Since its first mention in the Septuagint, the Koinie Greek version of the Hebrew Bible, the term diaspora has gone through various interpretations. While it originally referred to the exile of the Jews from Israel in 607 BCE, diaspora as it is popularly understood today denotes a sense of displacement from a homeland even though it may not exist in any meaningful sense. Thus, the migration or forced migration of people for whatever reasons may result in feelings of nostalgia and hope for a return to their homeland, which are often expressed in the continuation of their cultural heritage and traditions. In extreme cases, this cultural affiliation in a diaspora may be found in the community’s resistance to language change.
For Filipinos in the global diaspora, displacement came as an aftermath of the hardships brought about by the Second World War and worsening economic and political conditions in the country, particularly from the late 1960s to the present.
During the Marcos dictatorship in the 1970s and 1980s, Filipinos started leaving in droves. The discovery of the usefulness of overseas workers to the local economy prompted the government and the economic elite to encourage sending them abroad to keep the rotten system afloat.
As globalization facilitated the mobility of goods, services, information and ideas, it also engendered the movement of people, which soon became our primary export to the rest of the world. It has been estimated that there are about 11 million Filipinos overseas scattered in every country in the world, or almost 12 percent of the total population of the Philippines.
In Canada, the Filipino population is expected to surpass 500,000 by 2010. Most of overseas Filipinos and Filipino Canadians live in cities and urban areas. The Greater Toronto Area alone counts for almost 200,000 residents of Filipino ancestry.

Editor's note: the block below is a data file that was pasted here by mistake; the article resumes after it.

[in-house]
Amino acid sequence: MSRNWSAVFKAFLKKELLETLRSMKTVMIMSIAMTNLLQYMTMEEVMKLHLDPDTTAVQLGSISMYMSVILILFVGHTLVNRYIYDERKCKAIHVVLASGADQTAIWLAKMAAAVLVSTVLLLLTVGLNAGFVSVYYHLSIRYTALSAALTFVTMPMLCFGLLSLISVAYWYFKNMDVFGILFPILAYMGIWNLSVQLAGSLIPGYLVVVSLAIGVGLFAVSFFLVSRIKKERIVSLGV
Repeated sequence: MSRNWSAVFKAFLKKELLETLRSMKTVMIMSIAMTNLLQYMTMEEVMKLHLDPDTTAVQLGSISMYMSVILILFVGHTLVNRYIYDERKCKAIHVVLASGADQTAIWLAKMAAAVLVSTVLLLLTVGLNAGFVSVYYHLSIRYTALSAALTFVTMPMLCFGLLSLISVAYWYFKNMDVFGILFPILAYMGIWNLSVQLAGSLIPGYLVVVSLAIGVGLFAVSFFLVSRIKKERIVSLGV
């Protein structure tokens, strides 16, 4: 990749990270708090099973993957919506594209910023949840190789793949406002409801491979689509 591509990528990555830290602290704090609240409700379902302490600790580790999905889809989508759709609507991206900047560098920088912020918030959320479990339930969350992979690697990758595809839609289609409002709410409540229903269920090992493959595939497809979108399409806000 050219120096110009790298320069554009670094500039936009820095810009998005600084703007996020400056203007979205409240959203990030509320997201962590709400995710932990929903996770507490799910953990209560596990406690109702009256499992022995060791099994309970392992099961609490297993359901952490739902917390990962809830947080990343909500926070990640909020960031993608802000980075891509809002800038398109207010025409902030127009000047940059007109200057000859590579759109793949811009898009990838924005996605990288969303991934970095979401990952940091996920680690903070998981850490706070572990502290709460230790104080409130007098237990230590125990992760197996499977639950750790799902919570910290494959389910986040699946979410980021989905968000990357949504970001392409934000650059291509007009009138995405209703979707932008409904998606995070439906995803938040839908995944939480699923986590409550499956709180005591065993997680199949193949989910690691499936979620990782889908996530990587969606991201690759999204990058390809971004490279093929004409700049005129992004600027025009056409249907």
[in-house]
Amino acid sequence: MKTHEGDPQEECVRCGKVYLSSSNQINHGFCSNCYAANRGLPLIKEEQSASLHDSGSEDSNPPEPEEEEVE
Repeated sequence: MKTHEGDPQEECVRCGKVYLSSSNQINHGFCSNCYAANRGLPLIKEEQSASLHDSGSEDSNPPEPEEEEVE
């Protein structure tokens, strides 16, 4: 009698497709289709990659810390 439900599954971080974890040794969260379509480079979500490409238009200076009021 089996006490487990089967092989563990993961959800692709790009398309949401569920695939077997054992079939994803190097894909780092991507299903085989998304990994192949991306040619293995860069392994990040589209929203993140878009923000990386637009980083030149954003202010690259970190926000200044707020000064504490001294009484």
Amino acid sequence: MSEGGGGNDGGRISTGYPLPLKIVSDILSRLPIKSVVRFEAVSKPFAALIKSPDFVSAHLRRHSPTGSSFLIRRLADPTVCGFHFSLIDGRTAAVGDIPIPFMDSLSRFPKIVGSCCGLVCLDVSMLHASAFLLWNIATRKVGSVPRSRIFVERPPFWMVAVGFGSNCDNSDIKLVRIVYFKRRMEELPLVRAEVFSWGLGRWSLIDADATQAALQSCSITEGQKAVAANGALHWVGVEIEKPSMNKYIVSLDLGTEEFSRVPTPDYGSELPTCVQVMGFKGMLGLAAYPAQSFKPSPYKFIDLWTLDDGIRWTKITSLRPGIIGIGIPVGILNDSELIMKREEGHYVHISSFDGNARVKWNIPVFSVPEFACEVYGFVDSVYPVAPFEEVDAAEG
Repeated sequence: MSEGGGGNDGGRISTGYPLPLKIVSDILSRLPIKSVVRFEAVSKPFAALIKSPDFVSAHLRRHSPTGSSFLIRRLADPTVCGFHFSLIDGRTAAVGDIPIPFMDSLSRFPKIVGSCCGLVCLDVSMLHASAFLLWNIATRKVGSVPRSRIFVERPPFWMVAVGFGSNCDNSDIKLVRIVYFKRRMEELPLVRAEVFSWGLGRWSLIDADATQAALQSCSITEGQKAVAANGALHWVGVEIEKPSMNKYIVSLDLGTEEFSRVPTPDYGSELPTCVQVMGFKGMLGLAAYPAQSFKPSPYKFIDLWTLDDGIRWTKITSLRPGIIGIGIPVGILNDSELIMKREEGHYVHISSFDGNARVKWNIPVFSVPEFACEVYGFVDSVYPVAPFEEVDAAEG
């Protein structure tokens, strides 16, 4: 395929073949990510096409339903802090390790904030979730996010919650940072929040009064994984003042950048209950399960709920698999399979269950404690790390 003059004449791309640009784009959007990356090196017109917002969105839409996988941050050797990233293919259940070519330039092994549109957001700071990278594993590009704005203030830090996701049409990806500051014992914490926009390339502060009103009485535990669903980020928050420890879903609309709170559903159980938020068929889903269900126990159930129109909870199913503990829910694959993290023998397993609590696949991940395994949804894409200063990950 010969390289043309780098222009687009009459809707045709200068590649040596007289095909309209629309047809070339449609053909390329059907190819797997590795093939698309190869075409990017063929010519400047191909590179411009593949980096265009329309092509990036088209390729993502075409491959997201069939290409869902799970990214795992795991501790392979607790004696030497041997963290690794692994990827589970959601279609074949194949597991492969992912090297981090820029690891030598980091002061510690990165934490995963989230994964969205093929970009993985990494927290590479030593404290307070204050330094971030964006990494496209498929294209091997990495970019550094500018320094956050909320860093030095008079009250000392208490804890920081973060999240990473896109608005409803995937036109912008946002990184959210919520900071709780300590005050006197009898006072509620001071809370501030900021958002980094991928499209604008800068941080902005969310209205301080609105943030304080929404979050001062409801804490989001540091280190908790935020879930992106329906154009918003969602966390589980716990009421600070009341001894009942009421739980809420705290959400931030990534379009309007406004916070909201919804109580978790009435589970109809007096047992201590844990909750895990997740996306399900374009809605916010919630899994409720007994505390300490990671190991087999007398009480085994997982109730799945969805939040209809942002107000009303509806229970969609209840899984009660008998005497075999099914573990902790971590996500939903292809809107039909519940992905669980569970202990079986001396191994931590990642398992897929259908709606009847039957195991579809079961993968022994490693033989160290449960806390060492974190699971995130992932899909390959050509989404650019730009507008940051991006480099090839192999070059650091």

Filipinos first came to Canada after World War II, mainly women who worked as nurses, teachers and workers in the health sector.
During the 1960s, Canada recruited more Filipino professionals, mostly from the United States with some coming directly from the Philippines. Winnipeg seemed to be the destination of choice for these new Filipino immigrants.
In the late 1970s, more Filipinos came to join their relatives under the family reunification program. It was during this period that more and more Filipinos settled in Toronto where jobs were prospering.
An influx of contract workers under the Live-in Caregiver Program came in the 1980s. From 1990 onwards, a steady flow of Filipinos entered Canada, and as of December 2008, the Philippines took over China as Canada’s leading source of immigrants.
The Pinoy diaspora in Toronto, or the global Pinoy overseas, may be a unique collection of Filipino expatriates that does not fit in to the ideal type of diaspora based on the Jewish paradigm.
According to James Clifford, a history professor at the University of California, the main features of this ideal type are: 1)dispersal from an original habitat, 2)myths and memories of the homeland, 3)alienation in the host country, 4)desire for eventual return, 5)ongoing support for the homeland, and 6)a collective identity by the relationship to the homeland.
Filipinos are not technically dispersed to all “kingdoms of the earth,” although sending them overseas to work and to bring home their dollar earnings could be interpreted as another form of dispersal. We are dispersed only from our families or relatives in villages, towns and provinces, but loosely from the concept of a nation-state or an independent nation we want to re-embrace after exile. Since our migration was forced by economic circumstances, we have seen it as our freedom to seek one’s fortune and experience the pleasure of adventure.
We certainly are fond of resurrecting our myths and memories of the homeland through cultural celebrations like pistahan, santacruzan, indigenous food, dances and music, and of course, our penchant for beauty pageants. Filipinos identify themselves with celebrities like singers, movie stars, athletes and boxing idols like Manny Pacquiao. Our religious devotion and family rituals have cemented the organic bonds of community.